• Wednesday: Pasties
  • Thursday: Slow cooker red lentil coconut soup
  • Friday: Slow cooker beef and tomato stew
  • Saturday: leftovers

(Extra in the freezer: Slow cooker kalua pork, several servings of broccoli)

Keep going past the jump for full shopping list and plan… as well as some tips on how to make your own menu plan.

Continue reading “3 week meal prep”

How are SharePoint 2010 Theme colors used?

How exactly are the theme colors used in the SharePoint 2010 v4 master page? If you’re creating your own color scheme, refer to the images and explanation below to understand more of how the colors are used. You’ll also find a download at the end with the SharePoint CSS files – theme comments included – so that you can search through them and pick apart which colors are used where.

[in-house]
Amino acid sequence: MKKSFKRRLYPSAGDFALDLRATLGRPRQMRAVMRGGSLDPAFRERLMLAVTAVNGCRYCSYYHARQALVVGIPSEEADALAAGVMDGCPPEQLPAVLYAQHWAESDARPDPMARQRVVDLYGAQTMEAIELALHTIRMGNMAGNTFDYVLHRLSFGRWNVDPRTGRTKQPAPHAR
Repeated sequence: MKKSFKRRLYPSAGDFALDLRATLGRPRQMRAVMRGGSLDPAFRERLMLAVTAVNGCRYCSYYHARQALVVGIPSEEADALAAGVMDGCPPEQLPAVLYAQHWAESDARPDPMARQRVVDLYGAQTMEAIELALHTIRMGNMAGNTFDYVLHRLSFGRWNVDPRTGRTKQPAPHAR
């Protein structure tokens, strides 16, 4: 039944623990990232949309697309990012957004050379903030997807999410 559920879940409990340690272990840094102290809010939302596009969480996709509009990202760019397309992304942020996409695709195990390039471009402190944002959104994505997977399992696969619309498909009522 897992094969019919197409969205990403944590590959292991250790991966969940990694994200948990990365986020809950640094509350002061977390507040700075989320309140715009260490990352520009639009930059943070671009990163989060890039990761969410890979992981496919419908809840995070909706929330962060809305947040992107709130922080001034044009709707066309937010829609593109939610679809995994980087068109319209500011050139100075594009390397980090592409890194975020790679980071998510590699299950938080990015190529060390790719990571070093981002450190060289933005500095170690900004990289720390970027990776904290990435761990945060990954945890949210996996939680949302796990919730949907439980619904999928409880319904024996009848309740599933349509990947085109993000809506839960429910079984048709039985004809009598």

More than just ten colors

SharePoint uses a set of theme colors (a .thmx file, which is the same type of file that you’d use for PowerPoint, Word, and other Office themes). These colors are used for fonts, backgrounds, and borders throughout the site. Below, I’ve posted a graphic showing the colors from the “Classic” theme.

If you dissect a themeable stylesheet, you’ll see lines of comments before the CSS for defining colors. This is what tells the theme engine what color to use – and, optionally, which variant to use. The theme colors can have additional variants (Lightest, Lighter, Medium, Darker, and Darkest — see the graphic above). Looking at the corev4.css, the “body” element uses the Dark 2 “darker” color for the default font color and the Light 1 color for the background.

body{